- If provider performance is changing, "achieved performance" may be misleading due to the lag between the time health care is delivered and the time performance is reported. In other words, past performance may not accurately predict the future performance a patient is likely to receive.
- Option 2: Report performance change over time ("performance trends"). Performance change is rarely reported on its own, but performance change can be added to reports of "achieved performance."
- If provider performance is changing, then reporting which providers are improving (or not) may enable patients to better predict the kind of performance they are likely to receive from a provider.
- Reporting performance change may increase the complexity of methods for dealing with misclassification risk (go to Introduction) and performing case mix adjustment (go to section on Task Number 5). Consultation with a statistician will be necessary.
- It may not be possible to adequately separate changes in "true" performance from random variation in measured performance (caused by chance alone). This may result in unacceptably high risk of misclassification due to chance.
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B. How will numeric performance scores be reported?
As in the preceding section, the following options are not mutually exclusive. A performance report can simultaneously use combinations of these strategies.
- Option 1: Report numeric performance scores. An example of a numeric performance score is the actual percentage of patients receiving a measured service. This numeric score is inherently meaningful. Other numeric scores, such as average ratings on a patient satisfaction survey, may not be inherently meaningful.
- Provides detailed performance score data to patients. For example, a patient will be able to see that one provider delivers a measured service to 80 percent of patients while another only delivers the service to 79 percent.
- The performance classes implied by numeric scores may lead to unacceptably high rates of misclassification due to chance (go to Introduction). In the 80 percent versus 79 percent example, this 1 percentage point difference may be almost entirely due to chance. But reporting numeric scores may mislead patients to believe that the provider with the 80 percent observed score has a higher "true" score than the provider measured at 79 percent.
- Option 2: Report performance scores with a representation of measurement error. Measurement error can be represented as a numeric range of uncertainty (often a 95% confidence interval). Alternatively, measurement error can be represented in a categorical fashion. For example, performance scores with high measurement error might be marked with a special symbol.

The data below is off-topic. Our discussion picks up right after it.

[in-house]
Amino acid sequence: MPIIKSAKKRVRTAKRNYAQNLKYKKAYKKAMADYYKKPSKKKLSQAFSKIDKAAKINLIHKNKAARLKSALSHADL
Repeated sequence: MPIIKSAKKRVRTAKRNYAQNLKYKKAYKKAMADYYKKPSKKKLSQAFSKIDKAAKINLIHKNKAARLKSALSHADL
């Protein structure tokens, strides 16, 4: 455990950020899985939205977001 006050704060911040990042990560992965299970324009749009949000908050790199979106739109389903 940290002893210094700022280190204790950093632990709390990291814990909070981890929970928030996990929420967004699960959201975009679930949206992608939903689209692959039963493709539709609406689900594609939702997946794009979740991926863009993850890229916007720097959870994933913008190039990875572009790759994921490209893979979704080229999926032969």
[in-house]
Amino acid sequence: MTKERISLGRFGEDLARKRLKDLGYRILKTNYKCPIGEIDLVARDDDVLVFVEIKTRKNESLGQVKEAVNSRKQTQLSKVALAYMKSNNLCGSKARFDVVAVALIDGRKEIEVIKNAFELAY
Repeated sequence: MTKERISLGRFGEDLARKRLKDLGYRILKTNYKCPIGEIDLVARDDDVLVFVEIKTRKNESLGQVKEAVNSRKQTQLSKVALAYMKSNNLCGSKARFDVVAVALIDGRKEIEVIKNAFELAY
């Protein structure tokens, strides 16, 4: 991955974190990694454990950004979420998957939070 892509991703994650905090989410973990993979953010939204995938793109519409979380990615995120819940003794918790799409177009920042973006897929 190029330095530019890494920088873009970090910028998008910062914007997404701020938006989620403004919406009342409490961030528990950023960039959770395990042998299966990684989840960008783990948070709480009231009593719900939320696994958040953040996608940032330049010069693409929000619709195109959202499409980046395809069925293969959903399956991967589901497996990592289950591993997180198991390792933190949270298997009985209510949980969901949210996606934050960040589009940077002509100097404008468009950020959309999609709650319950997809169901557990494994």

- Still provides detailed performance score data to patients, but may also convey a sense of the range over which "true" performance is likely to be located.
- Even if no range of uncertainty is included, gives "fair warning" to patients through the use of special symbols to mark scores with high measurement error.
- Numeric ranges of uncertainty can be very difficult to understand, even for experts.vi
- Ranges of uncertainty may not communicate the right information to patients who are trying to compare providers. Numeric ranges of uncertainty based on statistical significance are only valid for comparing one provider's performance to a fixed (nonrandom) benchmark. However, a comparison between two providers is a comparison between two random variables (because measurement error is present for both providers). Uncertainty about the performance difference between every pair of providers is what determines the chances that these providers are misclassified relative to each other. Without a series of charts showing the range of uncertainty about performance differences between all possible combinations of providers, users cannot know the likelihood of misclassification (even if patients understand the report and use it exactly as instructed). For further explanation on this point, it may be advisable to consult a statistician.